Write a story called "I'll Be Home for Solstice"
Story must include: a solstice carol written by Iolaus, red and green, jingle bells and in the dialogue: "You never give me flowers", "My Grandma got run over by a chariot", "Chestnuts roasting on an open fire", "A bowl full of jelly", and "Do you hear what I hear?"
The cave was cramped but it was functional and dry. Dry was important, it had been raining off and on for days. Iolaus was tired of being damp all the time. He just wanted to stop this bunch of bandits and be onto something else. Not that the villagers weren't grateful to them, they were. When it became obvious that things weren't going to be fixed quickly, they brought homecooked food, blankets and warm furs for the two heroes to sleep on. A small price to pay for being able to sleep at night knowing that Hercules and Iolaus were on duty. They'd been here for nearly a week with no sign of their quarry.
Hercules crawled in through the small opening, "You know I think the view would really be spectacular from up here if it weren't raining."
Iolaus snorted, "Yeah, see that rain's the problem. The bandits are held up somewhere too. Probably someplace bigger and dryer than we've got. That or they've moved on to get out of the rain."
Hercules ladled out a bowl full of stew from the pot over the fire. "I don't think so, I think they are still around here. The pickings are too easy and too well off to give up that easily. We'll just have to wait out them and the rain. At least the food's better than average and we don't have to cook it ourselves. That's a good thing."
"Right," Iolaus idly pushed his stew around in the bowl.
"Hey, what's with you?"
The hunter sighed, "I don't know, too much rain, I guess."
Iolaus set his bowl down, "Do you know what today is, Herc? It's solstice and where are we? Someplace warm and well lighted and friendly? No, not Hercules and Iolaus, we're in a cramped little cave on a hillside overlooking a wet, very wet little valley waiting for a bunch of bandits that are not coming because it's raining and it's solstice. And...and," his shoulder's slumped, "and I miss the family, my family, your family, just everybody in general."
"I know, me too. Even if we didn't have to protect that village down there, I don't know where we'd have gone. Iphicles is out of the country setting up a trade agreement and Jason's at the Academy. I suppose we could have gone there. The holidays sure aren't what they used to be. I miss Deianeira's cooking. Nobody else ever made glazed ham quite like hers. After everyone went home and the kids were in bed, we'd always curl up in front of the fire awhile and just listen to the quiet. Now, you've gone and depressed me too."
"That's ok, no sense in being miserable alone, is there?"
Iolaus chuckled, "I suppose not. This is where we're supposed to be thankful we have each other, right?"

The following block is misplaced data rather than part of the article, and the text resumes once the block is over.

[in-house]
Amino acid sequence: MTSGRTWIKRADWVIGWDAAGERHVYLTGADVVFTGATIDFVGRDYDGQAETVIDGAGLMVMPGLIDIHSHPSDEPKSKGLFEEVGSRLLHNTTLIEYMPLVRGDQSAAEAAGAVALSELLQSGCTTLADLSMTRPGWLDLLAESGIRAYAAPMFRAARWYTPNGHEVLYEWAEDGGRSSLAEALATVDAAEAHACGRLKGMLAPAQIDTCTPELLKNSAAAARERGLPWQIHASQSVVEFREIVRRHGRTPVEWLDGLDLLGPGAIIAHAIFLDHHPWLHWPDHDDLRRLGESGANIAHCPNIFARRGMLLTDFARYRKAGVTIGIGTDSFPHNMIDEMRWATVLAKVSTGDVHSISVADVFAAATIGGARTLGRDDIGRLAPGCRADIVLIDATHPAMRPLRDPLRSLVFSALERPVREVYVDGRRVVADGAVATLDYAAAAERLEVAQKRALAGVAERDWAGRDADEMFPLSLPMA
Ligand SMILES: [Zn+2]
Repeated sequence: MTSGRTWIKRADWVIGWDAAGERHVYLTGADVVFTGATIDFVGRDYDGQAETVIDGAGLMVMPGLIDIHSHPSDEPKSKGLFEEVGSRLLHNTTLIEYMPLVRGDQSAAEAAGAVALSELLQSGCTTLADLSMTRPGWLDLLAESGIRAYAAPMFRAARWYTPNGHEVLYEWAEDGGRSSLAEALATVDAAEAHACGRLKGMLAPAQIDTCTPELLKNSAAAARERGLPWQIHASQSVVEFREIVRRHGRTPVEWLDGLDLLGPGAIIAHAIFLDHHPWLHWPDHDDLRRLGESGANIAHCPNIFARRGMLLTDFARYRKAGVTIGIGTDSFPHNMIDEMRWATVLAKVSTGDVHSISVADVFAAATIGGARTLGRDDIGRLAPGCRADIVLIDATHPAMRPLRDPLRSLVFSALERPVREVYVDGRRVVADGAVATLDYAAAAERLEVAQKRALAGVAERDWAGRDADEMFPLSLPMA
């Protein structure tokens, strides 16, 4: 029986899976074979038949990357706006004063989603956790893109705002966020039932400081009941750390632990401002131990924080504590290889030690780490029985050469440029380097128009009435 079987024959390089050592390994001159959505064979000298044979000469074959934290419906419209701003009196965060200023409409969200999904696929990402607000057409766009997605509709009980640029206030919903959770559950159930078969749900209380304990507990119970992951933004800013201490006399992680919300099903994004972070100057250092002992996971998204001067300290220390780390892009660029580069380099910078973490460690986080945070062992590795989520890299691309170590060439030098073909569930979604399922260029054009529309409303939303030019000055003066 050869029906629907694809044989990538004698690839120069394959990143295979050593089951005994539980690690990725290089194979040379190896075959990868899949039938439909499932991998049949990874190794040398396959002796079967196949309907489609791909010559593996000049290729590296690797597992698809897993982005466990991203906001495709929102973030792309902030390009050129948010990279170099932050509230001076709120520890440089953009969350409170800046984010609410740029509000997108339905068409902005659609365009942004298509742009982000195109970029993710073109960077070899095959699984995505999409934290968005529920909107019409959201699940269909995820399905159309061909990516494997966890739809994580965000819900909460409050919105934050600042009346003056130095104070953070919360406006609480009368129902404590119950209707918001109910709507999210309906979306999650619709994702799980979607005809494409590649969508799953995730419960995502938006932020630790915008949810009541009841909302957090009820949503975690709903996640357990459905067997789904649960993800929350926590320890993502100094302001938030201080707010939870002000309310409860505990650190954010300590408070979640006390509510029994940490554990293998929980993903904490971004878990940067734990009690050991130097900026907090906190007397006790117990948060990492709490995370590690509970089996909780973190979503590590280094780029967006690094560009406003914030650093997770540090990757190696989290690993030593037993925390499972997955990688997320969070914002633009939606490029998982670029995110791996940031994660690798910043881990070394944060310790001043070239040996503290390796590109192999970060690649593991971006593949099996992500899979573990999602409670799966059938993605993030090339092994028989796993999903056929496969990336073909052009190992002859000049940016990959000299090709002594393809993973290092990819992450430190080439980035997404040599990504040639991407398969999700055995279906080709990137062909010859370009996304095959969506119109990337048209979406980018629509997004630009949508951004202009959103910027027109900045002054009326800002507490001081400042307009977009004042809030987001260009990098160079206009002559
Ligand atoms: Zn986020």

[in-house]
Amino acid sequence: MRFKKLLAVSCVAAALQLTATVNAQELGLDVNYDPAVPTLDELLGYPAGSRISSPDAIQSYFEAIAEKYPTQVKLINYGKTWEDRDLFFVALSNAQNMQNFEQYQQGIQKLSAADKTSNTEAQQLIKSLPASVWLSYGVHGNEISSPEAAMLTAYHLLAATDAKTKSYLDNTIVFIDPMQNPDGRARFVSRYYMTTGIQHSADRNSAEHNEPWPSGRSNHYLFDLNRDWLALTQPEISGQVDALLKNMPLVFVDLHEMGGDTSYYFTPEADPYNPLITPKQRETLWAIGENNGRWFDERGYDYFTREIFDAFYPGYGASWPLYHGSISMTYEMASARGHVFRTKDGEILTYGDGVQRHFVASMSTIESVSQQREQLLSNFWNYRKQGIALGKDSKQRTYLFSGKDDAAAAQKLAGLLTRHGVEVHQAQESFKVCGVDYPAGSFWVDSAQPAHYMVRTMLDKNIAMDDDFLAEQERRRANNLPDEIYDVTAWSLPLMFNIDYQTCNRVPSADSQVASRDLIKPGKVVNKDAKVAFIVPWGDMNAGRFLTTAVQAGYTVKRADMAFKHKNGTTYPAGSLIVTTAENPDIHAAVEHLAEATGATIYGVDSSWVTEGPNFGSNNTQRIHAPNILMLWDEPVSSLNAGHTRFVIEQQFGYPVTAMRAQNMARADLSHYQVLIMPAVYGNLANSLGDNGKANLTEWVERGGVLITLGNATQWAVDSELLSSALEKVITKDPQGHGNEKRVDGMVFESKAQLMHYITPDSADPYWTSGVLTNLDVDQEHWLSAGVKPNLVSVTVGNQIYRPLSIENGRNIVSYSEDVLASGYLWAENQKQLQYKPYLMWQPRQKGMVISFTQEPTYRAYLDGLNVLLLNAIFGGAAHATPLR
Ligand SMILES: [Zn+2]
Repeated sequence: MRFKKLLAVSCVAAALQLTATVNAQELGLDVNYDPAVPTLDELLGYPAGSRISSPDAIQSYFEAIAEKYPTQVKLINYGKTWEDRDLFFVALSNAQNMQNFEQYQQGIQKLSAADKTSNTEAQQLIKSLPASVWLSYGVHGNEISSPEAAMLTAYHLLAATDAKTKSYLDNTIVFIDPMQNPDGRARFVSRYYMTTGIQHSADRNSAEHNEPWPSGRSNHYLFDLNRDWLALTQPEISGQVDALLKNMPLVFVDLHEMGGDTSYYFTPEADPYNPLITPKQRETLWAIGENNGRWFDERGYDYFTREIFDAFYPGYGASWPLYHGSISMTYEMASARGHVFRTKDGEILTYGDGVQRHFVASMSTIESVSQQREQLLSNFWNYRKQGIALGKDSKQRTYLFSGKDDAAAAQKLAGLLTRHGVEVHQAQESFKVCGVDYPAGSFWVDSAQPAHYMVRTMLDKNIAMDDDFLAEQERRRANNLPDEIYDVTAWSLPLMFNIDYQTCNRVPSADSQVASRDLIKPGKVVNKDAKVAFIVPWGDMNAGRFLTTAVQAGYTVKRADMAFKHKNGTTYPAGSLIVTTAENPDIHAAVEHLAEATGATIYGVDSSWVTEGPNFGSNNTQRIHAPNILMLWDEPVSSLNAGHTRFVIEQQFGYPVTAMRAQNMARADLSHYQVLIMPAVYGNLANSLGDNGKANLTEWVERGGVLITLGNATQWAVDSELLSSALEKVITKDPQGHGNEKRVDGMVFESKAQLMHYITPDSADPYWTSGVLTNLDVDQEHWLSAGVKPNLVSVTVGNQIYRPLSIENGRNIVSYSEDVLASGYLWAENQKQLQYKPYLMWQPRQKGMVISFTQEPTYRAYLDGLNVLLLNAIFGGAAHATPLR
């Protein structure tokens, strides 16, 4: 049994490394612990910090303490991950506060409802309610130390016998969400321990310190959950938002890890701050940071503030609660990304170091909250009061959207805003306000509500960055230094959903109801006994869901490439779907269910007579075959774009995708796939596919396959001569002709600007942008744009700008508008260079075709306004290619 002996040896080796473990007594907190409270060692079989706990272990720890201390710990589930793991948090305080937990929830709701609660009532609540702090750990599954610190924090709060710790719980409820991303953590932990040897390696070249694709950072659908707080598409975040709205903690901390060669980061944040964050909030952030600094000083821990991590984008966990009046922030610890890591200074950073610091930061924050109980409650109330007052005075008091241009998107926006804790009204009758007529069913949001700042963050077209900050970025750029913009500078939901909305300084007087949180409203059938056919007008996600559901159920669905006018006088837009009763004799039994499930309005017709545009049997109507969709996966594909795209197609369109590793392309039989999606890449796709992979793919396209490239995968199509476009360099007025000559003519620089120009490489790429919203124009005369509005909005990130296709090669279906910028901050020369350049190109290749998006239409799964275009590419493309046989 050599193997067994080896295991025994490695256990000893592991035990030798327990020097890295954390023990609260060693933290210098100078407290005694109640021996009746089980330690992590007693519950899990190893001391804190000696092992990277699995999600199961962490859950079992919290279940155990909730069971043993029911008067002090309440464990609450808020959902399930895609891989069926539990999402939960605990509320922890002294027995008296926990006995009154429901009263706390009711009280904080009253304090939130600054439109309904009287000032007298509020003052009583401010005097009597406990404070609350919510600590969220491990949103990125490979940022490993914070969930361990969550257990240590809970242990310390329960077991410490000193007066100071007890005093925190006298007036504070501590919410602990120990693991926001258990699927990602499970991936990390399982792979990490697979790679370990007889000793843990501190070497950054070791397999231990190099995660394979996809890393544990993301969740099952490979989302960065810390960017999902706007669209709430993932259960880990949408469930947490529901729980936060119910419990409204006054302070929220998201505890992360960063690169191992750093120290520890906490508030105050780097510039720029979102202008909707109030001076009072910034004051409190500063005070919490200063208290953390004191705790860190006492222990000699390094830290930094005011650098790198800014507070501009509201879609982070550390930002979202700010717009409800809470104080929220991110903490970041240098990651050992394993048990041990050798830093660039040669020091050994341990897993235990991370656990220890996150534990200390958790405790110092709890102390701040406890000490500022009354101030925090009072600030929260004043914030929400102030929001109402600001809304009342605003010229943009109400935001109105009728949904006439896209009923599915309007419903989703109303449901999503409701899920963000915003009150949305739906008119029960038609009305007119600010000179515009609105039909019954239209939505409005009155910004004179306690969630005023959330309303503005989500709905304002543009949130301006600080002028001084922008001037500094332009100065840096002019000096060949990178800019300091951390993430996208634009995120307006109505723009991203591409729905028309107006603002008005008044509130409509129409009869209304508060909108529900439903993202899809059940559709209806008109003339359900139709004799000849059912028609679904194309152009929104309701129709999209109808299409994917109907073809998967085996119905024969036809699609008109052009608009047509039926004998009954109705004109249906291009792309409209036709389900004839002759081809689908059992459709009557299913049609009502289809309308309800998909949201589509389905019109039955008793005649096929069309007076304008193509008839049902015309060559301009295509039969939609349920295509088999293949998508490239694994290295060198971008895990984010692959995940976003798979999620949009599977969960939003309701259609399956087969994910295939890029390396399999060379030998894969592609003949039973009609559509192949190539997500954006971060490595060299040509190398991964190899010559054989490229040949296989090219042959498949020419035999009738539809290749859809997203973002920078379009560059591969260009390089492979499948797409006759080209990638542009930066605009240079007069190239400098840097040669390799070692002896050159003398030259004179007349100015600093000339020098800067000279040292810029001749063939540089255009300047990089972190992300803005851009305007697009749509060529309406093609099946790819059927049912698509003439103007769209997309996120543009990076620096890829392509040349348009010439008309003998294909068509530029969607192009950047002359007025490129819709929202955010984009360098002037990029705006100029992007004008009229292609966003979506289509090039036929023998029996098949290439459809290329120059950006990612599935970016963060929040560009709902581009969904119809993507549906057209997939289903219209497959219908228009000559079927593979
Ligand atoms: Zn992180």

"Right, doesn't help though does it?'
"No, but I am glad you're here."
"Me too, buddy, me too. So, who's got first watch tonight?"
"You do, I had it last night."
"Yes, I'm sure and bring some more wood back in with you when you come, we've only got enough for my half night in the bed."
"Ok, I'll wake you in a few hours. Sleep well."
Iolaus watched as the demigod crawled through the opening and lowered the rabbit hide they'd hung in the entrance to keep the rain and wind out. The hunter sighed yet again and finally laid down on the warm bear skin. He pulled the wool blanket over himself and watched the flickering reflection of the fire against the cavern walls. He believed that sleep would be a long time in coming, if it came at all. He welcomed the oblivion sleep offered and was surprised when it came to him so soon.
The hunter had a spring in his step and wondered why. The day was bright and sunny, if a little brisk. The cool breeze reminded him that winter was near but the mud puddles in the road were drying quickly in the warm light. Iolaus knew immediately where he was. He knew this stretch of road better than any in all Greece. This was the road home.
From the top of the hill he could clearly see Hercules' house. He turned to pay his respects to Deianeira and the children but the markers were gone. The hillside looked as though there were no graves there at all. He ran to the other side of the hilltop and spied his own farm. Someone was obviously living there. There were chickens in the yard and flowers had been planted all around the house. Up on the hillside, those graves were also missing. Was he dead? Was this the Elysian Fields? He remembered it looking this way when he'd been here before but he didn't remember dying. He was sleeping in that cramped little cave, last he remembered.
No one appeared to be home at either his house or Hercules'. Iolaus headed toward the one house where he knew he could find the answers. Alcmene would know what was going on.